Q. Evaluate by Gauss divergence theorem $$\iint_S xz^2\,dy\,dz + \left(x^2y-z^3\right)\,dz\,dx + \left(2xy+y^2z\right)\,dx\,dy$$ where $S$ is the surface bounded by $z=0$ and $z=\sqrt{a^2-x^2-y^2}$.

I was not able to understand this question properly and when I solved this question I got the answer (2/3)π(a^5). Is this answer correct? In this question, I solve like this

∫∫∫ divF dv
div F =(x^2+y^2+z^2)
∫∫∫(x^2+y^2+z^2) dzdydx
a^2∫∫∫1 dzdydx from limit z=0 to z=(a^2-x^2-y^2)
               from limit y=-(a^2-x^2) to y=(a^2-x^2)        
                    limit x=-a to x=a

In this way, I got (2/3)π(a^5) as the answer.

  • 3
    $\begingroup$ Please use MathJax to format your question. It's very hard to read $\endgroup$
    – Andrei
    Mar 4 at 20:03
  • $\begingroup$ I can hardly read this. But you seem to be making the mistake of saying that the divergence is constant throughout the region. It is not. It is only constant on one piece of the boundary of the region. One last comment. You want to be working in spherical coordinates when you actually do the integral. $\endgroup$ Mar 4 at 20:14
  • $\begingroup$ Thank you for replying..Actually I 'm getting divergence= (x^2+ y^2+z^2) which I take as a^2.. I don't know how to proceed further..Can you solve it? $\endgroup$ Mar 4 at 20:19
  • 1
    $\begingroup$ Did you read my comment? The divergence is NOT $a^2$. $\endgroup$ Mar 4 at 20:20
  • 1
    $\begingroup$ The answer is that we expect you to integrate your divergence over half of the ball with radius $a\,.$ $\endgroup$
    – Kurt G.
    Mar 4 at 21:19

1 Answer 1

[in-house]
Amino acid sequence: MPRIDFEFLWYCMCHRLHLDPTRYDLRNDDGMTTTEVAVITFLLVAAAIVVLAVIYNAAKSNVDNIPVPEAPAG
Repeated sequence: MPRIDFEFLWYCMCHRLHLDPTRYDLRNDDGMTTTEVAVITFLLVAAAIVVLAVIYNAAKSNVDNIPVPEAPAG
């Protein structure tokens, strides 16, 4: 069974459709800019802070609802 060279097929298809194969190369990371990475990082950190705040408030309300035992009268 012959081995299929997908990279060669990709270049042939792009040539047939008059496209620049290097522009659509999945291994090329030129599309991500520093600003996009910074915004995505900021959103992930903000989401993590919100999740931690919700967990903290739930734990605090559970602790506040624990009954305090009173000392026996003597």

The integral in your post is over a closed volume bounded by half a sphere of radius $a$. By divergence theorem, $$\begin{aligned} \oint_{S}\langle xz^2,x^2y-z^3,2xy+y^2z\rangle\cdot\mathrm d\mathbf S&=\iiint_V\text{div}\langle xz^2,x^2y-z^3,2xy+y^2z\rangle \mathrm dV\\ &=\iiint_V(z^2+ x^2+y^2)\mathrm dV\\ &=\iiint_V r^2dV\\ &=\int_0^{2\pi}\int_0^{\pi/2}\int_0^a r^2r^2\sin\theta\mathrm dr\mathrm d\theta\mathrm d\Phi\\ &=2\pi\int_0^{\pi/2}\int_0^a r^4\sin\theta\mathrm dr\mathrm d\theta\\ &=2\pi\int_0^{\pi/2}\sin\theta\mathrm d\theta\int_0^a r^4\mathrm dr\\ &=2\pi\left[-\cos\theta\right]_0^{\pi/2}\left[\frac{r^5}{5}\right]_0^a=\frac{2\pi}{5}a^5 \end{aligned} $$ Notice how the divergence is $x^2+y^2+z^2=r^2\neq a^2$ because you need to integrate over $r\in[0,a]$. If not what you'd be doing is integrating over a surface and not a volume, and thus, divergence theorem wouldn't hold.

  • $\begingroup$ On youtube..I got answer as π/5 a^5..I don't know which one is correct.. $\endgroup$ Mar 4 at 22:58
  • $\begingroup$ @AnishBangia This answer here is crystal clear. If you think it is incorrect you should clarify why exactly. We have no idea what youtube videos you are watching. Don't even want to know them. $\endgroup$
    – Kurt G.
    Mar 5 at 12:12
  • 1
    $\begingroup$ $$\int _{-a}^{+a}\int _{-\sqrt{a^2-x^2}}^{+\sqrt{a^2-x^2}}\int _0^{\sqrt{a^2-x^2-y^2}}(x^2+y^2+z^2)dzdydx=\frac{2 \pi}{5}a^5$$ Same result. $\endgroup$
    – gpmath
    Mar 5 at 18:57
  • $\begingroup$ @KurtG. We are here to solve problems..okay....I'm not here to show you videos..even if you ask about videos..then also I will not show you..because you are a rude guy..I am nice to everyone here..you should be nice too..don't spread negativity here.. $\endgroup$ Mar 6 at 13:17
  • $\begingroup$ @AnishBangia that was not my intention but I stand by my statement that it is not helpful to claim that some youtube video got $\pi /5 a^5\,.$ You have received an answer with two upvotes an that is what we should work on if necessary. $\endgroup$
    – Kurt G.
    Mar 6 at 13:25

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